Concerns about Turkey's potential involvement in nuclear weapons proliferation continued in the 1990’s. In 1992, Senator John Glenn and other US congressmen accused Turkey of supplying sensitive technology to Pakistan in order to aid in that country's acquisition of uranium enrichment technology. In 1995, the Greek government repeated concerns about "nuclear cooperation between Ankara and Islamabad... and reports that Turkey might try to acquire nuclear weapons material and technology and recruit nuclear scientists from the Muslim republics of the former Soviet Union."

Of course, others players helped Pakistan : China, Saudi Arabia, Libya, but these are not NATO allies. European go-betweens played a major role too in the Pakistani procurement program. Firms in South East Asia contributed high-tech equipment to the enterprise, in some cases without knowing it. As the outgoing network grew, Dubaï became a hub for the network’s operations. Throughout that period, Turkey and South Africa served as intermediate trans-shipping points for items acquired from the United States. Turkey has its share of crooked intermediaries too. In 2004, after the first international police raid on the AQ Khan network, several Turkish businessmen were arrested for aiding Pakistan and selling dual-use goods to Libya. They manufactured components needed in the gas centrifuge uranium enrichment process, in particular electronic components for him. These people were old acquaintances of AQ Khan. Their illegal business had been going on for years.

LR: OK, now that we know that two NATO members (the U.S and Turkey) helped Pakistan in this critical period (the 80’s and, in the case of Turkey, the 90’s), were Turkey and the US working together here? Is that where Sibel comes in?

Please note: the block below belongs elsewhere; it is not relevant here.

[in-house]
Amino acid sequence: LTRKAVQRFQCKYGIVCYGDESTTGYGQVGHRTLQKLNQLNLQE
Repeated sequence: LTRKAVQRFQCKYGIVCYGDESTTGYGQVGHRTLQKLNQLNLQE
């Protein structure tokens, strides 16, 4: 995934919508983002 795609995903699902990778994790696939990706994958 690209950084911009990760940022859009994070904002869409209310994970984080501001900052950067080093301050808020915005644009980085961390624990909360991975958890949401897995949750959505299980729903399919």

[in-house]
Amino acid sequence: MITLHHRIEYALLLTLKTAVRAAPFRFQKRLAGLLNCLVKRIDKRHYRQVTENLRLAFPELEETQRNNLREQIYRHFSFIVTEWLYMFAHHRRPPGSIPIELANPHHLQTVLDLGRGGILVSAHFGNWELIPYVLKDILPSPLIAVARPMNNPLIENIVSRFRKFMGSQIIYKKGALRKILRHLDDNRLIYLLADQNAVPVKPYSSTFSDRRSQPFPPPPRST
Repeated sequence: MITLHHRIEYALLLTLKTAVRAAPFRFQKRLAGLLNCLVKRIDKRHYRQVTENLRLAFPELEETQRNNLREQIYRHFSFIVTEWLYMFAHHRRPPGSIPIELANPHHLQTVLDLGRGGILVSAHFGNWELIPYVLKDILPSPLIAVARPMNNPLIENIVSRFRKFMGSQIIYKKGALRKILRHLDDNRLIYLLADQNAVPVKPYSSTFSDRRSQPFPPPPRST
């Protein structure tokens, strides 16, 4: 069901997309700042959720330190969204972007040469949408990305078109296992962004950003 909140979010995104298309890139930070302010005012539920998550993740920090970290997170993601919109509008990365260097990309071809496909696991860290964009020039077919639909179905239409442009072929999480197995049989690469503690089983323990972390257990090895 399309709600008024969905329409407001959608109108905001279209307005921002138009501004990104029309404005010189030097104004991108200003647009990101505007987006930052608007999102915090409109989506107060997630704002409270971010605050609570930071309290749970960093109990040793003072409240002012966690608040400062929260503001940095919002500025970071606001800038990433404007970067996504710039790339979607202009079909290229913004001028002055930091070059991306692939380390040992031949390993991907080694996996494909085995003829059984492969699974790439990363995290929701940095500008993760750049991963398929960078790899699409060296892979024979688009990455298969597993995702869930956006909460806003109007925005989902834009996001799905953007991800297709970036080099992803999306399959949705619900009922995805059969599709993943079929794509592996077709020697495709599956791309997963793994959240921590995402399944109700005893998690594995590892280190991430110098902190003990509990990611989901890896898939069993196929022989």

MV: Well, it happens that, back in the 80’s, some of the Reaganites mentioned earlier had strong connections in Turkey, most notably Richard Perle and Douglas Feith. At the time, Perle was Assistant Secretary of Defense for International Security Policy, a job that dealt with nuclear weapons issues worldwide, and the monitoring of U.S. defense technology exports. Perle hired a ‘newcomer’ - Doug Feith, a guy just six years out of law school with only two years of experience in defense issues. Both men left the Pentagon at the end of the 80’s but returned in office after George W. Bush got elected.

OK, now what kind of 'Turkish connections' did these individuals have in the 80s? Well, we know almost nothing but the little we knew sounds odd. Let me quote a March 2003 article by Jeff Koopersmith in the American Politics Journal called "Dead Man Walking": "After his stretch with President Reagan, Perle became a highly paid lobbyist for Turkey and, working alongside Israel, purportedly killed a Senate resolution in 1989 blaming Turkey for the Armenian Genocide." Exactly the same kind of situation we had in 2000, when the Turkish lobby in the U.S managed to get a similar resolution killed again, thanks to Bill Clinton and House Speaker Dennis Hastert. In Hastert's case, the FBI has wiretaps pointing to bribery - What happened in 1989? Did we have the same situation? I don’t know.

This is a big picture. But what’s the connection to Sibel? Is there any overlap?

Well, (laughs)… what do you find when investigating Sibel’s case? Nuclear black market, Turkish officials connected to high U.S officials, some at the Pentagon, others at the State Department or up on Capitol Hill.

LR: It does sound familiar!

MV: Of course. And what does it tell us ? Well it does tell us something : Sibel’s case fits in a bigger picture and this picture is ghastly ! And the more we learnt about her case, the more it ‘synchronised’ with the bigger picture. It is terrifying! We are not facing a smoking gun but a smoking ‘bomb’, if such an expression exists! And Sibel is the detonator.

But she has enemies. Enemies she can’t name, or only by saying "U.S officials"


NEXT UP: Perle’s world…


<< Home

This page is powered by Blogger. Isn't yours?